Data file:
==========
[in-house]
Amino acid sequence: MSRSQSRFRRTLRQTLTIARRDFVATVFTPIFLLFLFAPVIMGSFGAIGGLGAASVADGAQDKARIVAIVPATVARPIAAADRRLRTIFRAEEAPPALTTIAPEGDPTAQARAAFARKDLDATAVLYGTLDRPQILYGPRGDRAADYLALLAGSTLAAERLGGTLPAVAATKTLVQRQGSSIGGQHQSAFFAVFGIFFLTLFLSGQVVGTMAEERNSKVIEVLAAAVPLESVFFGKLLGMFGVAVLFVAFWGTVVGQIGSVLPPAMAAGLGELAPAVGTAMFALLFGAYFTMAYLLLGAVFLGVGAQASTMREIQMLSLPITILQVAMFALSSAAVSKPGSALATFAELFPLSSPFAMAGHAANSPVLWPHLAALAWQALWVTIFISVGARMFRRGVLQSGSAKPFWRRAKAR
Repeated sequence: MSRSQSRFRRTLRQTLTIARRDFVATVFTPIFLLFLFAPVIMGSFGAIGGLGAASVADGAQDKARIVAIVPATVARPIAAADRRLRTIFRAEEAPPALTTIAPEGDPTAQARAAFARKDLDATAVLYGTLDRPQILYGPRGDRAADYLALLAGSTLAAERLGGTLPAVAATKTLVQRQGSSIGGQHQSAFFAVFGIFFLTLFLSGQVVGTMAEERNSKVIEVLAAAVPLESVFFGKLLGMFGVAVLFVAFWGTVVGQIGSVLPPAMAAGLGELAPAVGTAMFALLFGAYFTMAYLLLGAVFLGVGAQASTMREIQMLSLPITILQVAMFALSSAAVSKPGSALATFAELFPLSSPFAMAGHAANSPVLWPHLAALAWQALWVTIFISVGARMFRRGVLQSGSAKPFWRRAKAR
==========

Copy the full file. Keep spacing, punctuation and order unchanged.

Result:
[in-house]
Amino acid sequence: MSRSQSRFRRTLRQTLTIARRDFVATVFTPIFLLFLFAPVIMGSFGAIGGLGAASVADGAQDKARIVAIVPATVARPIAAADRRLRTIFRAEEAPPALTTIAPEGDPTAQARAAFARKDLDATAVLYGTLDRPQILYGPRGDRAADYLALLAGSTLAAERLGGTLPAVAATKTLVQRQGSSIGGQHQSAFFAVFGIFFLTLFLSGQVVGTMAEERNSKVIEVLAAAVPLESVFFGKLLGMFGVAVLFVAFWGTVVGQIGSVLPPAMAAGLGELAPAVGTAMFALLFGAYFTMAYLLLGAVFLGVGAQASTMREIQMLSLPITILQVAMFALSSAAVSKPGSALATFAELFPLSSPFAMAGHAANSPVLWPHLAALAWQALWVTIFISVGARMFRRGVLQSGSAKPFWRRAKAR
Repeated sequence: MSRSQSRFRRTLRQTLTIARRDFVATVFTPIFLLFLFAPVIMGSFGAIGGLGAASVADGAQDKARIVAIVPATVARPIAAADRRLRTIFRAEEAPPALTTIAPEGDPTAQARAAFARKDLDATAVLYGTLDRPQILYGPRGDRAADYLALLAGSTLAAERLGGTLPAVAATKTLVQRQGSSIGGQHQSAFFAVFGIFFLTLFLSGQVVGTMAEERNSKVIEVLAAAVPLESVFFGKLLGMFGVAVLFVAFWGTVVGQIGSVLPPAMAAGLGELAPAVGTAMFALLFGAYFTMAYLLLGAVFLGVGAQASTMREIQMLSLPITILQVAMFALSSAAVSKPGSALATFAELFPLSSPFAMAGHAANSPVLWPHLAALAWQALWVTIFISVGARMFRRGVLQSGSAKPFWRRAKAR